SLO officials are crediting a recently adopted party registration program, as well as several other initiatives, for what they say is a historic decrease in the number of noise complaints in the city.
On Feb. 26, the city announced that it received fewer than 1,500 noise complaints in 2017, an overall reduction of 40 percent since 1998.
"Efforts made by the SLO Police Department and Cal Poly to improve relations between the student community and city residents are paying off," a statement from the city said.
Among the reasons for the drop in complaints, SLO cited the adoption of a noise and unruly gathering ordinances, creating a neighborhood wellness and community civility working group, and enacting enhanced safety zones in the city on holidays like Halloween and St. Patrick's Day.
The city also credited the SLO Police Department's event and party registration pilot program for playing a role in the decrease. The pilot program, initiated in January 2017, allows students and others to register their parties in advance. If someone calls in a noise complaint, registrants get a courtesy call to address the noise issue within 20 minutes, allowing them to avoid costly fines, which start at $350.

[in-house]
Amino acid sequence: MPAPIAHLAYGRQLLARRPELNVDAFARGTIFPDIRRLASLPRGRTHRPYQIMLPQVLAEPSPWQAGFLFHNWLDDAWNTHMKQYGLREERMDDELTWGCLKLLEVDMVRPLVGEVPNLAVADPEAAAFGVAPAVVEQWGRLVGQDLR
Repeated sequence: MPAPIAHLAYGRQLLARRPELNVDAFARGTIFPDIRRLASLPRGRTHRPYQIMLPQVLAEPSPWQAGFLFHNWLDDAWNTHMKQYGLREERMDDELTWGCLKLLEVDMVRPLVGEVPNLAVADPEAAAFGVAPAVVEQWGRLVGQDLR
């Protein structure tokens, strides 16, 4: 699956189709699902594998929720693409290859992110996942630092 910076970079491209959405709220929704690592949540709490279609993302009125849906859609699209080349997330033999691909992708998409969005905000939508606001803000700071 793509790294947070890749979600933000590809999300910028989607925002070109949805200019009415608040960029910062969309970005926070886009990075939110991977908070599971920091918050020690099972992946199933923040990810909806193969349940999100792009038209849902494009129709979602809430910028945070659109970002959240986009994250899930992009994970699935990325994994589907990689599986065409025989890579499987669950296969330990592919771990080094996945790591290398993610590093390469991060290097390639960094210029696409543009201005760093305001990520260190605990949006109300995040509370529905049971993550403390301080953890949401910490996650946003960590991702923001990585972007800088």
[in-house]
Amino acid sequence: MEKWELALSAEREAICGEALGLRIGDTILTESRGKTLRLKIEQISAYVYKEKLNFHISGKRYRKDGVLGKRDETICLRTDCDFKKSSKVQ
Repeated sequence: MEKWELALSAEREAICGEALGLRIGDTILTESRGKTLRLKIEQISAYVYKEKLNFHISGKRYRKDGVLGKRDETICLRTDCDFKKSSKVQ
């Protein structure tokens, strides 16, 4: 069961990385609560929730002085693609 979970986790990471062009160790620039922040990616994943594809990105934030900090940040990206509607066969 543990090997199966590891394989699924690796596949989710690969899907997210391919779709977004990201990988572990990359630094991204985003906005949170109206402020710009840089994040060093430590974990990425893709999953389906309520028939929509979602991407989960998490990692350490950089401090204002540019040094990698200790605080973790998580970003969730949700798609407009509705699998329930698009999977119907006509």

As the city worked to address issues of noise complaints, it also credited Cal Poly for its work in tamp down on complaints, including creating a "noise awareness campaign" and an "educated renter" certificate program, among other initiatives.
"The university remains in constant communication with the neighborhood wellness liaison to address incidents as they arise," the city's statement said. Δ